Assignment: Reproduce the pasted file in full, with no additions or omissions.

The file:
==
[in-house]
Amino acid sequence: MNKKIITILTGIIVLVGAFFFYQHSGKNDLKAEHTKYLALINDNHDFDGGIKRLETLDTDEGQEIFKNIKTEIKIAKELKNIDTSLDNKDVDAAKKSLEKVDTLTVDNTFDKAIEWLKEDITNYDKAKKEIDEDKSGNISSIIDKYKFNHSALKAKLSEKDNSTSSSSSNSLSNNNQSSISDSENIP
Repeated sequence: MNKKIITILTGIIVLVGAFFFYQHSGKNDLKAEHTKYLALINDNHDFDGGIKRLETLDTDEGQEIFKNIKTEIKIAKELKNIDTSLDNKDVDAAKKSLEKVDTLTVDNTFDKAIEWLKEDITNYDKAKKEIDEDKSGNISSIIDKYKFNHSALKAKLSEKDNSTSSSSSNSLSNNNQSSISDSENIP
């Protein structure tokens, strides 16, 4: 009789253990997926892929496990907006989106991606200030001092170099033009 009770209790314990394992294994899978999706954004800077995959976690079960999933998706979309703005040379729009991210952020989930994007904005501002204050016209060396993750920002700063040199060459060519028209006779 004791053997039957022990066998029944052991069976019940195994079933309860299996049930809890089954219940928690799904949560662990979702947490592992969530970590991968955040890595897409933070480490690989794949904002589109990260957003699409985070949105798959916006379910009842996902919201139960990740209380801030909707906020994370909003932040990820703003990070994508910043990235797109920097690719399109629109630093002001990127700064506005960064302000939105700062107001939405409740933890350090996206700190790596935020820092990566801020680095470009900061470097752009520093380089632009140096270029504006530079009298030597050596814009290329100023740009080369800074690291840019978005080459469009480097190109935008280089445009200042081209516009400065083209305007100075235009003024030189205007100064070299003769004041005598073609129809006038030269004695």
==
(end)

[in-house]
Amino acid sequence: MNKKIITILTGIIVLVGAFFFYQHSGKNDLKAEHTKYLALINDNHDFDGGIKRLETLDTDEGQEIFKNIKTEIKIAKELKNIDTSLDNKDVDAAKKSLEKVDTLTVDNTFDKAIEWLKEDITNYDKAKKEIDEDKSGNISSIIDKYKFNHSALKAKLSEKDNSTSSSSSNSLSNNNQSSISDSENIP
Repeated sequence: MNKKIITILTGIIVLVGAFFFYQHSGKNDLKAEHTKYLALINDNHDFDGGIKRLETLDTDEGQEIFKNIKTEIKIAKELKNIDTSLDNKDVDAAKKSLEKVDTLTVDNTFDKAIEWLKEDITNYDKAKKEIDEDKSGNISSIIDKYKFNHSALKAKLSEKDNSTSSSSSNSLSNNNQSSISDSENIP
């Protein structure tokens, strides 16, 4: 009789253990997926892929496990907006989106991606200030001092170099033009 009770209790314990394992294994899978999706954004800077995959976690079960999933998706979309703005040379729009991210952020989930994007904005501002204050016209060396993750920002700063040199060459060519028209006779 004791053997039957022990066998029944052991069976019940195994079933309860299996049930809890089954219940928690799904949560662990979702947490592992969530970590991968955040890595897409933070480490690989794949904002589109990260957003699409985070949105798959916006379910009842996902919201139960990740209380801030909707906020994370909003932040990820703003990070994508910043990235797109920097690719399109629109630093002001990127700064506005960064302000939105700062107001939405409740933890350090996206700190790596935020820092990566801020680095470009900061470097752009520093380089632009140096270029504006530079009298030597050596814009290329100023740009080369800074690291840019978005080459469009480097190109935008280089445009200042081209516009400065083209305007100075235009003024030189205007100064070299003769004041005598073609129809006038030269004695």